Google: Me, I Disconnect from Europe pleads, "Please don't turn me off."

Disconnect, Inc. complains to the Europeans that Google isn't playing fair. It says la GOOG banned its app from the Play Store, and that was discriminatory. Google says the app didn't play nice with other installed apps, and so violated its policies.

The alarm rang for days. In IT Blogwatch, bloggers could tell from conversations.

Your humble blogwatcher curated these bloggy bits for your entertainment.

Alistair Barr was waiting by the screen:

An app developer complained to European regulators that Google Inc. is abusing its position...potentially adding to Europe’s probe of Android.

Disconnect...makes privacy and security applications. Google pulled a Disconnect app from store last year, saying it violated a policy. ... Disconnect said Google abused its dominant position in Europe’s mobile market to unfairly discriminate against Disconnect and favor its own privacy and security software.  MORE

I couldn't recognize Jessica Guynn's photograph:

Disconnect, maker of apps that block third parties from tracking Android users as they browse the Web or use apps...filed the antitrust complaint against Google. ... "We filed the complaint because after thousands of people downloaded [it] Google kicked the app out of the Play Store twice," Disconnect co-founder Casey Oppenheim said. ... "Google wouldn't even engage in a dialogue."

[Google] says it pulled the app because it disrupts how other apps function. It also pointed out that Google Play features more than 200 privacy apps that comply with its policies.  MORE

Greg Sterling was walking up the stairs:

The app in question is called “Malvertising.” The company says the app is intended to block malware [and] that it believes Google mistook its app for an adblocker.

Disconnect’s complaint extends to the notion that Google is tying the pre-installation of its own apps to use of Google Play...that the company discriminates against competing third party apps, a claim Google vigorously denies. ... Google has denied there’s any merit to the claims.  MORE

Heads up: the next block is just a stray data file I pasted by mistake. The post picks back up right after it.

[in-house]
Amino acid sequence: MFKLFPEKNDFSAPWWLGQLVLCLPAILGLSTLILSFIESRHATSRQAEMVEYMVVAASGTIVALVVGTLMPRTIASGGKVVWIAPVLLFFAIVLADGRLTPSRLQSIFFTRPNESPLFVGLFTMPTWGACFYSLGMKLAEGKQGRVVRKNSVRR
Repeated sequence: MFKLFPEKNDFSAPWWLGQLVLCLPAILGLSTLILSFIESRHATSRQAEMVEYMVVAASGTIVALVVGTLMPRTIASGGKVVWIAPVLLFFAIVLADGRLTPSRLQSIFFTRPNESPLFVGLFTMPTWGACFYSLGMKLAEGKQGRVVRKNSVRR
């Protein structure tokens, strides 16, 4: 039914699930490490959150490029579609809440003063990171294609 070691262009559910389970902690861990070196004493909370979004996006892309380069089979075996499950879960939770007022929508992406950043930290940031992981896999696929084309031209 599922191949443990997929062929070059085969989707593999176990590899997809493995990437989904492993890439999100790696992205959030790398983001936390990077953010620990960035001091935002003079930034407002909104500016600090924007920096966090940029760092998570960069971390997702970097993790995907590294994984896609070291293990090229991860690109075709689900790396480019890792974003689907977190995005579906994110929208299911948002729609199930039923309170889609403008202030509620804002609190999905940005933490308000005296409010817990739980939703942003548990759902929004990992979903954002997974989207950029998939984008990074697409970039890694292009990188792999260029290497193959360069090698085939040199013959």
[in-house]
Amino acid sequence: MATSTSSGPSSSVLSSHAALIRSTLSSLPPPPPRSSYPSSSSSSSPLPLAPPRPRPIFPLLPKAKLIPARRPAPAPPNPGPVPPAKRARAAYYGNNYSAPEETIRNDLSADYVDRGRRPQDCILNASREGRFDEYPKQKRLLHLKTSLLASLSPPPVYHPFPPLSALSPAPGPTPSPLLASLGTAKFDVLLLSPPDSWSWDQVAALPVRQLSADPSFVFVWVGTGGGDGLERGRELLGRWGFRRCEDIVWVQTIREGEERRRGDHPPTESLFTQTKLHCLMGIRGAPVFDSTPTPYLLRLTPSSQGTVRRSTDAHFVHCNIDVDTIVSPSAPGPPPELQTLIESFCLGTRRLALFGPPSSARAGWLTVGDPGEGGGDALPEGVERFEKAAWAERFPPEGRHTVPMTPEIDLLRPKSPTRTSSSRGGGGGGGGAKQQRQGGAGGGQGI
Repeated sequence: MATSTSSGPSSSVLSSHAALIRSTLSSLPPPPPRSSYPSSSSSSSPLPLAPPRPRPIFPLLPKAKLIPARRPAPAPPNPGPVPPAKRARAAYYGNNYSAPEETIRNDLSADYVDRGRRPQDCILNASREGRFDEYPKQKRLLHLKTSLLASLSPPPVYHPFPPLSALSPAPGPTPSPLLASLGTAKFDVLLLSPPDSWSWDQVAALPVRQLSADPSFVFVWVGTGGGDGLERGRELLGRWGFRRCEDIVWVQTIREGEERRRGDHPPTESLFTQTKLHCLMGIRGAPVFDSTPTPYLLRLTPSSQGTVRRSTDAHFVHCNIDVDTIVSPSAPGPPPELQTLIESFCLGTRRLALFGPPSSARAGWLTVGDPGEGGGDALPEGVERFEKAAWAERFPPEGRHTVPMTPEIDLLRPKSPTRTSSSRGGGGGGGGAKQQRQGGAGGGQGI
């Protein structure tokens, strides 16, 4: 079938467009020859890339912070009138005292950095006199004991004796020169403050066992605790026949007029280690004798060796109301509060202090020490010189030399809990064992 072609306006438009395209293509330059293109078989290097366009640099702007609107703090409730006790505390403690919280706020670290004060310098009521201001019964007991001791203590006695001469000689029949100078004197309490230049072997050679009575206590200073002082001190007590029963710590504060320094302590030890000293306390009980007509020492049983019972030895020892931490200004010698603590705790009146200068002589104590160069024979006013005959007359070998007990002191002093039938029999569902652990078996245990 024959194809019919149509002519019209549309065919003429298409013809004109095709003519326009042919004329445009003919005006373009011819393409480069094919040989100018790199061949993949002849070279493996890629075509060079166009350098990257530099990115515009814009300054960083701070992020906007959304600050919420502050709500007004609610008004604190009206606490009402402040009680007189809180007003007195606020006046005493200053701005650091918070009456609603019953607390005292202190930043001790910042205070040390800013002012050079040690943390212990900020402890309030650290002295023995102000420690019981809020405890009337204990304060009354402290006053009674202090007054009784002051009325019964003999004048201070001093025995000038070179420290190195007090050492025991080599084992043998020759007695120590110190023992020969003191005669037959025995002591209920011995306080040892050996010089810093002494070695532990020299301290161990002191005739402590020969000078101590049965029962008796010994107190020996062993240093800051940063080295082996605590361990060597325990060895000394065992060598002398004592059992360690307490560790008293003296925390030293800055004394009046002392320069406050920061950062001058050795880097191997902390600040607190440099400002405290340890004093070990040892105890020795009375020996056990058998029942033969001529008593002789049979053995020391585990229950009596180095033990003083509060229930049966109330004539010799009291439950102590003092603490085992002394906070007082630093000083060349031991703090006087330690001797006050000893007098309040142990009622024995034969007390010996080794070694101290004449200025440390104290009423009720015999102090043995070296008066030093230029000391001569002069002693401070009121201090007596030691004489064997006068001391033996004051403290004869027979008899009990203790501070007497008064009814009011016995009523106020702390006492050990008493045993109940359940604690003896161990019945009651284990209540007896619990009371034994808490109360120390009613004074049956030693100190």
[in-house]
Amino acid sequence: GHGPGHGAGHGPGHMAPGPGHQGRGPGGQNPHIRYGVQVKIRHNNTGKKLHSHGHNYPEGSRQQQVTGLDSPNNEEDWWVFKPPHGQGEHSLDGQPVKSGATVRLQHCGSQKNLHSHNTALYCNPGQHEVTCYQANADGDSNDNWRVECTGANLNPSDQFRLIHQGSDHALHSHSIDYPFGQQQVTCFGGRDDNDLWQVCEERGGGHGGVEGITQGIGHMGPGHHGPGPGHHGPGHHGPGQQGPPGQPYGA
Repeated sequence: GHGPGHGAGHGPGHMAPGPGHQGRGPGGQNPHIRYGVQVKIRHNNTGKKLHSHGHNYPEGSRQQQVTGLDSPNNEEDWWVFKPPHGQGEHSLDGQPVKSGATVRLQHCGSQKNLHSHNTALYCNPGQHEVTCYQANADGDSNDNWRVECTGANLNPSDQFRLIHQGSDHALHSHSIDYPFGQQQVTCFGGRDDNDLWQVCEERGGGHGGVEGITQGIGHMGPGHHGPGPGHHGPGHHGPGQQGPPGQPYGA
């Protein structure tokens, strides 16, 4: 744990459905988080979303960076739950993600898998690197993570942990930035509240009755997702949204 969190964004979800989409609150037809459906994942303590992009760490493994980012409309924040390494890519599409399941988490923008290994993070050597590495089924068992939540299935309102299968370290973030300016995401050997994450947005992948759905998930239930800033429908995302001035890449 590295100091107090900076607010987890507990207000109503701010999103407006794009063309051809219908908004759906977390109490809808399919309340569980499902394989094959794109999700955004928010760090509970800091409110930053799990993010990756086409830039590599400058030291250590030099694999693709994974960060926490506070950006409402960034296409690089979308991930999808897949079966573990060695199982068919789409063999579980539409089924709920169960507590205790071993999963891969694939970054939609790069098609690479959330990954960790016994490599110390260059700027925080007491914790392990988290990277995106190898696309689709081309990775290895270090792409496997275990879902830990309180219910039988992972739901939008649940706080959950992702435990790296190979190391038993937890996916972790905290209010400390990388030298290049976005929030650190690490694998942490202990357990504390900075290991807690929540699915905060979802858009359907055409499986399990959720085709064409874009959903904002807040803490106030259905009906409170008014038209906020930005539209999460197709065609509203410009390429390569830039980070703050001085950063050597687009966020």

Something moved in silence. Loek Essers essplains: [You're fired -Ed.]

Google banned the Disconnect Mobile app last year, saying it violated its developer distribution agreement.

The app...blocks ads, tracking services and suspected malware sites, both inside apps and in Android’s browser [which] violates Google’s developer rules that state that apps should not interfere with or disrupt other apps.

[The] Google Play policies have long prohibited apps that interfere with other apps...alter the functionality of others or remove their way of making money, Google said, adding that these policies are uniformly applied.  MORE

I could feel Rob Triggs' mind decaying:

Google is already facing a legal battle in Europe to determine if it has been abusing its dominant market position, and now Disconnect Inc. is piling on the pressure.

[But] Google points to clause 4.4 of its Google Play policy, which “[has] long prohibited apps that interfere with other apps. ... All apps must comply.”

The choice to file a complaint in most likely to capitalize on the growing legal hostility towards the tech giant.  MORE

Only inches away from choleric:

What about the idea that Mountain View and third-party app makers tracking you...interferes with the normal functioning of the user as a person in an unacceptable way?  MORE

Meanwhile, Julie Bort doesn't know what she's doing outside:

Disconnect knows the nasty things an ad can secretly do. Cofounder Brian Kennish spent seven years working [at] DoubleClick...helping to create the company’s first mobile ad server. Another member of the team, Patrick Jackson, once worked on mobile technologies at the NSA.  

And Finally…
Me I Disconnect From You (live)

You have been reading IT Blogwatch by Richi Jennings, who curates the best bloggy bits, finest forums, and weirdest websites… so you don't have to. Catch the key commentary from around the Web every morning. Hatemail may be directed to @RiCHi or Opinions expressed may not represent those of Computerworld. Ask your doctor before reading. Your mileage may vary. E&OE.

Copyright © 2015 IDG Communications, Inc.

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